United, the holders, could only scratch their heads – as they would again at Wembley two years later. Sir Alex Ferguson, a man who had seen it all, could offer no solution. And his team’s demise took even firmer shape with 20 minutes to go, which is when Messi re-enters the picture.

As a Barcelona attack fizzles out, Patrice Evra makes the mistake of aiming a clearance at Xavi Hernández, who strides down the right and gauges the angles. Ronaldo, meanwhile, is slow in tracking back. The result is a cross, looped perfectly into the area beyond Rio Ferdinand, where Messi misjudges the flight. He’s overrun it, surely.

Yes, but then this happens. Leaning away as he hangs majestically in the air, the Barça No10 finds the right contortion to head back across Van der Sar, whose jaw drops as the ball sails above. And by the time it finds the far corner, Messi has crumpled to the earth, his boot popping off to be held as a temporary trophy on a jubilant run to the corner flag. Then come the team-mates, led by Thierry Henry, astonished by the little man’s giant leap.

Messi, among the shortest players on pitch. Whose first 700 goals for club and country included just 24 headers. This was a rare beast indeed. And yet it was a goal so unMessi-like that it arguably looms above the rest as peak Messi. Proof that the man who can do everything can actually do everything. A Premier League finish to break his duck against English clubs. And delivered with the foremost tool of his trade – the real one, not those boots after all but his all-seeing, all-calculating and goalscoring cranium.

Racing away to celebrate, Lionel Messi kissed the boot he was brandishing in his right hand. Then he brought it to his lips and embraced it again. And what could have been more natural…arguably the best player in the world, a miracle-worker with those very same boots, celebrating another goal with the foremost tool of his trade. After all, how many times has that famous footwear caressed a ball into a net? Hundreds. Almost too many to count.

But not this time.

Ask Messi to pick a favourite from his hefty catalogue of goals and he will cite this one, spirited beyond Edwin van der Sar in the 2009 Champions League final. You might expect him to choose the Messiest of all Messi goals. Apex Messi. As Messi as it gets. A trail of defenders left on their backsides, or a free-kick squeezed in off the crossbar via the logic of Cubism. This, however, was a very different creature, almost the antimatter of Messi. Or, to put it another way, a header.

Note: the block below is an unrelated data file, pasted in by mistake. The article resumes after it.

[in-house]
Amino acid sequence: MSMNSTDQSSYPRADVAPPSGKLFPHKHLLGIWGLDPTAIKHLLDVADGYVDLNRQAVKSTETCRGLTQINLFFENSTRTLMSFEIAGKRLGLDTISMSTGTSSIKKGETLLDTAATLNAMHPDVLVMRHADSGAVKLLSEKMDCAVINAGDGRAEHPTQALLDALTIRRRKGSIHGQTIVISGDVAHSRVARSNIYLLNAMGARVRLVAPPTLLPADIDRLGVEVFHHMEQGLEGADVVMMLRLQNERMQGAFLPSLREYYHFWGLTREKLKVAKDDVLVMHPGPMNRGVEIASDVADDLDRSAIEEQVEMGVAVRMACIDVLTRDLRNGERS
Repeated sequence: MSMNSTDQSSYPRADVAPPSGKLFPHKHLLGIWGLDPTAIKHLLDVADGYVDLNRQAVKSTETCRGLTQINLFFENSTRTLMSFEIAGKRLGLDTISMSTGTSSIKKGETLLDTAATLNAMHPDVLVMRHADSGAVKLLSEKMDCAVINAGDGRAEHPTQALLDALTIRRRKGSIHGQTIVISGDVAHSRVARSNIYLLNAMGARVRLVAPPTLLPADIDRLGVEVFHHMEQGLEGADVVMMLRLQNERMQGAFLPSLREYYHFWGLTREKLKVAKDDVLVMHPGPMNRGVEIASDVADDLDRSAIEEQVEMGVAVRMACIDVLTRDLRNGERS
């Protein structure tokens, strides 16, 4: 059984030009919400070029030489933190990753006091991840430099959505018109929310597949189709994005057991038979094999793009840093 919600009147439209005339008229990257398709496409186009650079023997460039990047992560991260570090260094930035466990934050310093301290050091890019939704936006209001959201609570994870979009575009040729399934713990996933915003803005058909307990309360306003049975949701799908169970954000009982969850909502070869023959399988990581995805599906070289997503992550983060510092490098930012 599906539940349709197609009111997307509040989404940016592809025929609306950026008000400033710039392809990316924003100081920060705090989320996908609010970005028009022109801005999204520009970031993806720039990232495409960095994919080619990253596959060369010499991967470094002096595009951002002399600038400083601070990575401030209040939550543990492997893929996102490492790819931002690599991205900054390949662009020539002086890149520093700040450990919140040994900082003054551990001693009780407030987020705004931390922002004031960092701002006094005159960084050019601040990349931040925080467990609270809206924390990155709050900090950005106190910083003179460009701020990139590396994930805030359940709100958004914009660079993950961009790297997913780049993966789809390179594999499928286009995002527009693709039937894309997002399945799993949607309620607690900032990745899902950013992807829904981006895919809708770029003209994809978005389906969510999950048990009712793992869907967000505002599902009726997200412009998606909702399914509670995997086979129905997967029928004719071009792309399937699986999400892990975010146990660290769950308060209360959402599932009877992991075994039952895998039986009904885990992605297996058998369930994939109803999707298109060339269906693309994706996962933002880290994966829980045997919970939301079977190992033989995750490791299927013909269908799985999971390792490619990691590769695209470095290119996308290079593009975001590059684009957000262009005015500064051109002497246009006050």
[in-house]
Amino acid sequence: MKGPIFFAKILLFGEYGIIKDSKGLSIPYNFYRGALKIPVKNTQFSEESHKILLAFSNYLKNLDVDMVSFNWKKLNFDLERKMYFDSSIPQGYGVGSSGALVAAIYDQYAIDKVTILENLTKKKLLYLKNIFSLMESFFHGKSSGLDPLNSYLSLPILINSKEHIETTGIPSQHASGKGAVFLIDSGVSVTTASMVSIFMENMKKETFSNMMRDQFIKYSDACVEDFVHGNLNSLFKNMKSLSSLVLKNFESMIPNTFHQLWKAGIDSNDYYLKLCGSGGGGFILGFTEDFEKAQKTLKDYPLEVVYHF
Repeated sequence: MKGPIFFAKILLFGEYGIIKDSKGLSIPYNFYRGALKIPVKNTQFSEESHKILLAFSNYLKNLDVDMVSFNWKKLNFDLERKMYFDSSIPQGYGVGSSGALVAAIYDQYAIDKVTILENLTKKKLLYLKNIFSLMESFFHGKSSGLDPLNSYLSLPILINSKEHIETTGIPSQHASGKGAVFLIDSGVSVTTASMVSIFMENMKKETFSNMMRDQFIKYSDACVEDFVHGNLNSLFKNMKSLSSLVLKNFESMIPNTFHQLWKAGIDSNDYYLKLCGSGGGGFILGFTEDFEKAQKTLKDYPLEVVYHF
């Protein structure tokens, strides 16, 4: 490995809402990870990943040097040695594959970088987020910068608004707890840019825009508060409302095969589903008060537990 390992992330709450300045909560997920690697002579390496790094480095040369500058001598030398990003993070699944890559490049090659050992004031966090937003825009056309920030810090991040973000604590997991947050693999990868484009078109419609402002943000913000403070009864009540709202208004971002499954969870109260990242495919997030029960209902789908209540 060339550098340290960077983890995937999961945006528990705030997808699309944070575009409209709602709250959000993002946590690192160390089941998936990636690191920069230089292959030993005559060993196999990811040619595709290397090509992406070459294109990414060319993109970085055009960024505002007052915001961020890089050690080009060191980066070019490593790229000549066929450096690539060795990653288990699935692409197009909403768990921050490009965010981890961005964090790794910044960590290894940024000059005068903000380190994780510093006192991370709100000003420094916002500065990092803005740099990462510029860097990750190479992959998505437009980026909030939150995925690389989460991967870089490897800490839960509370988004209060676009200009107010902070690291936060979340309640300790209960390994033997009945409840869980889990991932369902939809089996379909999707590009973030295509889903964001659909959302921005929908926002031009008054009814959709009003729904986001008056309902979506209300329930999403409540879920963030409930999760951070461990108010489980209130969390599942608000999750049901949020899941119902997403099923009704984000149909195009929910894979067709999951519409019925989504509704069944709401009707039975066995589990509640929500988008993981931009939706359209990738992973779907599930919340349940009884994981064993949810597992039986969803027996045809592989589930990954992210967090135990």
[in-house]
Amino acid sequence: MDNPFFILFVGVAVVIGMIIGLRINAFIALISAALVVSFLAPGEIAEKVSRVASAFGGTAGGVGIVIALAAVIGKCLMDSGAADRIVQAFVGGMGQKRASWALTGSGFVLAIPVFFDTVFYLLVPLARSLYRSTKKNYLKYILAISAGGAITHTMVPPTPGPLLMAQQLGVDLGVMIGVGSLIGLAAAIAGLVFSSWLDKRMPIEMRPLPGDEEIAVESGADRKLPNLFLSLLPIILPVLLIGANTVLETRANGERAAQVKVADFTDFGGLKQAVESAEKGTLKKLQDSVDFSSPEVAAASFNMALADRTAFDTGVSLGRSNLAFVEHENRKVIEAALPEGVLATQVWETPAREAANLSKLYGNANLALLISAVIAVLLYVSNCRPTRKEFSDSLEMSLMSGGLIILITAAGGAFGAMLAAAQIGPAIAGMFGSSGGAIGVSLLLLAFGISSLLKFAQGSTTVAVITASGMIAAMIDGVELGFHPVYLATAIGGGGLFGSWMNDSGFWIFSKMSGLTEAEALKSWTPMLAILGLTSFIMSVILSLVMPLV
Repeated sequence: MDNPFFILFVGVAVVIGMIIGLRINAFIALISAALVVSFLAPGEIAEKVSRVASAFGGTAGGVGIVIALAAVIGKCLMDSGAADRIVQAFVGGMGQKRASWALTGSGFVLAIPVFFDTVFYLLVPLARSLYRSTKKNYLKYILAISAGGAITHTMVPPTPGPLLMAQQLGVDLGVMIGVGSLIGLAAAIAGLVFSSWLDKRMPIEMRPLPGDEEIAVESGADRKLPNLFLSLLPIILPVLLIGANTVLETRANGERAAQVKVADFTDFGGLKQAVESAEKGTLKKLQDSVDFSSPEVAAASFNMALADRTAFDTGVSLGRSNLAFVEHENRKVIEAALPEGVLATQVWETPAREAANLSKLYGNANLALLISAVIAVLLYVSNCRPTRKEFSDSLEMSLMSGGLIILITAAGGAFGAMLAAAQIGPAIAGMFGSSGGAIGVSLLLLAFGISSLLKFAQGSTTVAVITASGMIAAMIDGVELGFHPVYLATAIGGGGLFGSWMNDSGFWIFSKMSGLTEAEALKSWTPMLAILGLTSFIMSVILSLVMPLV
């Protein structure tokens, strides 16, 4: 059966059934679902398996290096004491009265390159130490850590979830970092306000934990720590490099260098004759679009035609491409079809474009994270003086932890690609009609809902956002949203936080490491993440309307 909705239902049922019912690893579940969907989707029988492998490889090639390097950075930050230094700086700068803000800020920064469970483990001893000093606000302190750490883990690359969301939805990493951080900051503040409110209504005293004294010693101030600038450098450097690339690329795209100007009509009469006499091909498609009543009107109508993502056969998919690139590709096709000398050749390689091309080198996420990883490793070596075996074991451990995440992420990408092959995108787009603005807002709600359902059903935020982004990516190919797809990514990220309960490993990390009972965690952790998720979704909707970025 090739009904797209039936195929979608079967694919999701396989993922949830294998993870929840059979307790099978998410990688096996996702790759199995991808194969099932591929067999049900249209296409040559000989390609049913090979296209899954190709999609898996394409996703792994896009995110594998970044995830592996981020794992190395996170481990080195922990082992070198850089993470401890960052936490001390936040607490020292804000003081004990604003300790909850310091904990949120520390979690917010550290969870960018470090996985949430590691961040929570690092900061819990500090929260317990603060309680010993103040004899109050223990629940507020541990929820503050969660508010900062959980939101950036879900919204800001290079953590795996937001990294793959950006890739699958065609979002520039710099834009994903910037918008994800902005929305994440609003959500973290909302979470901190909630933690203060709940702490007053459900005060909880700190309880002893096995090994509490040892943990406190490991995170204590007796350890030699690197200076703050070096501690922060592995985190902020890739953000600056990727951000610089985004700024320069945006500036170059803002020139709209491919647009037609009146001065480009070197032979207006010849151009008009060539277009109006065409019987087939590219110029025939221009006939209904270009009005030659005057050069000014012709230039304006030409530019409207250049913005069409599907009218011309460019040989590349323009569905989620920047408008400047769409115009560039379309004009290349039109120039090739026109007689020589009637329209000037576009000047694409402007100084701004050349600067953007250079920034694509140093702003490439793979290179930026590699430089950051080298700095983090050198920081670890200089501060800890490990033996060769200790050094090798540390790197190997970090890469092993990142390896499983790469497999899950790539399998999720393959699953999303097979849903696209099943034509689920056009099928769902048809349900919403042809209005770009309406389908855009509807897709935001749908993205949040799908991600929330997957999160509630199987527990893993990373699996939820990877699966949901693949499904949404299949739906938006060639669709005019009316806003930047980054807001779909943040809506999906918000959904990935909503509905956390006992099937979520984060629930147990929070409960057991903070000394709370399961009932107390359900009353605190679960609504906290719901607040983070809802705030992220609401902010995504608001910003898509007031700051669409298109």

“My favourite goals are more than just attractive; they are important,” the Barcelona icon later explained, recalling that crowning moment at the Stadio Olimpico in Rome. “It was such an important goal in every sense: for the team, for the way the final was turning in our favour and for me too.”

Still only 21 and cleanly shaven, Messi certainly had a lengthy to-do list as he lined up against Manchester United. There was the fact he had missed the 2006 decider through injury – plus a treble mission to complete, with Pep Guardiola’s tiki-taka troubadours vying to become the first Spanish side to win the Liga, Copa del Rey and European Cup.

There were other battles too, such as Messi’s nascent duel with United star Cristiano Ronaldo, a young man laser-focused on greatness. And this was also that long-ago era, somewhere between the Stone Age and the Bronze Age, when it supposedly meant something that Messi had never scored against a Premier League team. The cave drawings mention wet Tuesdays in Stoke, but beyond that little has been preserved.

Penalty Pedigree

Etiam erat velit scelerisque in dictum non. Dictum non consectetur a erat nam at. Scelerisque felis imperdiet proin fermentum leo. Nibh tortor id aliquet lectus proin nibh nisl. Nulla at volutpat diam ut venenatis. At urna condimentum mattis pellentesque id nibh tortor id aliquet. Leo a diam sollicitudin tempor id eu nisl nunc mi. Dui vivamus arcu felis bibendum ut. Pharetra convallis posuere morbi leo urna molestie. Adipiscing at in tellus integer feugiat scelerisque. In arcu cursus euismod quis. Dictum non consectetur a erat nam at lectus urna duis. Facilisi nullam vehicula ipsum a arcu cursus. At tempor commodo ullamcorper a lacus vestibulum sed arcu non. Ipsum dolor sit amet consectetur adipiscing elit pellentesque habitant. Vitae sapien pellentesque habitant morbi tristique senectus. Eget nullam non nisi est sit amet facilisis. Ipsum consequat nisl vel pretium lectus quam. Elit sed vulputate mi sit amet mauris commodo quis. Pretium fusce id velit ut tortor pretium viverra suspendisse potenti.